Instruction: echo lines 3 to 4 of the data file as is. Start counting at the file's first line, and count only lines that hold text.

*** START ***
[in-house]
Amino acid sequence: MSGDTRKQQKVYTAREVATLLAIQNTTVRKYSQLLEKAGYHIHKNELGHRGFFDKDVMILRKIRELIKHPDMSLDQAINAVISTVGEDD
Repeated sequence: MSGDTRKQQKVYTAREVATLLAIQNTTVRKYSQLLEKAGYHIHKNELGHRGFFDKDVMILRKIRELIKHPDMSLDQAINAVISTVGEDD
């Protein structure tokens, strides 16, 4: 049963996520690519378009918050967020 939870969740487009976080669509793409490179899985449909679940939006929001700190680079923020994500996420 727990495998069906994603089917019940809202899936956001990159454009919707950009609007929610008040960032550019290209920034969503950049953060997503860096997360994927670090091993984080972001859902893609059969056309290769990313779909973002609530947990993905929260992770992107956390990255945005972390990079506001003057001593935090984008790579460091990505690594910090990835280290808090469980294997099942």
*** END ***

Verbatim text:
Repeated sequence: MSGDTRKQQKVYTAREVATLLAIQNTTVRKYSQLLEKAGYHIHKNELGHRGFFDKDVMILRKIRELIKHPDMSLDQAINAVISTVGEDD
């Protein structure tokens, strides 16, 4: 049963996520690519378009918050967020 939870969740487009976080669509793409490179899985449909679940939006929001700190680079923020994500996420 727990495998069906994603089917019940809202899936956001990159454009919707950009609007929610008040960032550019290209920034969503950049953060997503860096997360994927670090091993984080972001859902893609059969056309290769990313779909973002609530947990993905929260992770992107956390990255945005972390990079506001003057001593935090984008790579460091990505690594910090990835280290808090469980294997099942």